In 2020, LG has experienced record consumer interest for products such as refrigerators, microwaves and dishwashers as people spent more time at home. As of July, LG had sold more than one million units of its LG French Door InstaView Door-in-Door refrigerator range, globally.

To better understand the changes to Australian shopping, eating and home living habits, LG recently released a study, which found that more people are spending more time cooking at home, particularly among under 30s (54%) compared to over 50s (29%).

Victorians were most likely to spend more time on food preparation moving forward with more than two-fifths (43%) suggesting that they are likely to continue to spend more time cooking, even as lockdown measures ease.

The findings were released as part of its Keep it local with LG thought leadership industry roundtable, where industry experts joined LG in the conversation, including, food and nutrition writer Louise Keats; Sydney Markets produce expert, Sue Dodd; and, the Australian Kitchen and Bathroom Designers Institute (KBDi) Executive Director, Royston Wilson.

LG Electronics Australia senior marketing manager of home appliances, Brad Reed commented on the key findings from the study: “The past six months have possibly seen one of the biggest shifts in the country’s relationship with food in our history. Many Australians are spending more time in the kitchen than ever before, whether that’s preparing meals, entertaining others, or renovating for future use.”

He said the study is an important opportunity to consider how this change in behaviour will impact Australians, from those that grow and sell food, to industries involved in preparation and serving, and those that inform future kitchen trends.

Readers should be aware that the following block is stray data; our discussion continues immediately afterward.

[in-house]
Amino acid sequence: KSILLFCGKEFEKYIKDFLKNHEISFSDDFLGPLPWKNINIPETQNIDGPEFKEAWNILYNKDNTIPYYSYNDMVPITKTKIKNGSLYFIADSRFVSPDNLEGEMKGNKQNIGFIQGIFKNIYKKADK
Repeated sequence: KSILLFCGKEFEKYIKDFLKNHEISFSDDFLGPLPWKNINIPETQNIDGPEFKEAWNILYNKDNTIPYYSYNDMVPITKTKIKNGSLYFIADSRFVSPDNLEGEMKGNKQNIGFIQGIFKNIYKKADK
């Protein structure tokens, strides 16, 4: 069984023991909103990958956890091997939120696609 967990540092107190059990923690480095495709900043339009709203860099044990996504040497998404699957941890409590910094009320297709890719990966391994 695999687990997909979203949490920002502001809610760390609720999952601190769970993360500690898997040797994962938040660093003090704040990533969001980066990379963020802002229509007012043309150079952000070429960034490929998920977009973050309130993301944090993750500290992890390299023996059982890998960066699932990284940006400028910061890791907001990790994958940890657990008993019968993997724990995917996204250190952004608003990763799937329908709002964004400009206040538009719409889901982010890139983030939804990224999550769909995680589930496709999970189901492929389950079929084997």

Royston Wilson of KBDi noted that changes in Australia’s relationship with the preparation and sharing of food in the home is also impacting kitchen design and renovation.

Tired cabinetry and burnt out appliances were once the primary drivers for kitchen renovations, but more than half of KBDi members say that changes in aesthetic preferences are now a more common instigator.

“Kitchens have always occupied a central part of the Australian home, but in the past year this hub has taken on a range of other duties. With home-schooling, working from home and a new necessity and desire for in-house cooking and entertaining, well-designed, multi-functional spaces are more important than ever. We expect this diversity in the space to continue to be a key feature of kitchen design in the coming year,” he said.

With respect to budgets, half of the KBDi members surveyed reported an average spend of between $25,000 and $49,000 for kitchen renovations, whilst one-third of the designer cohort said their clients spend between $50,000 and $70,000 on renovation activity.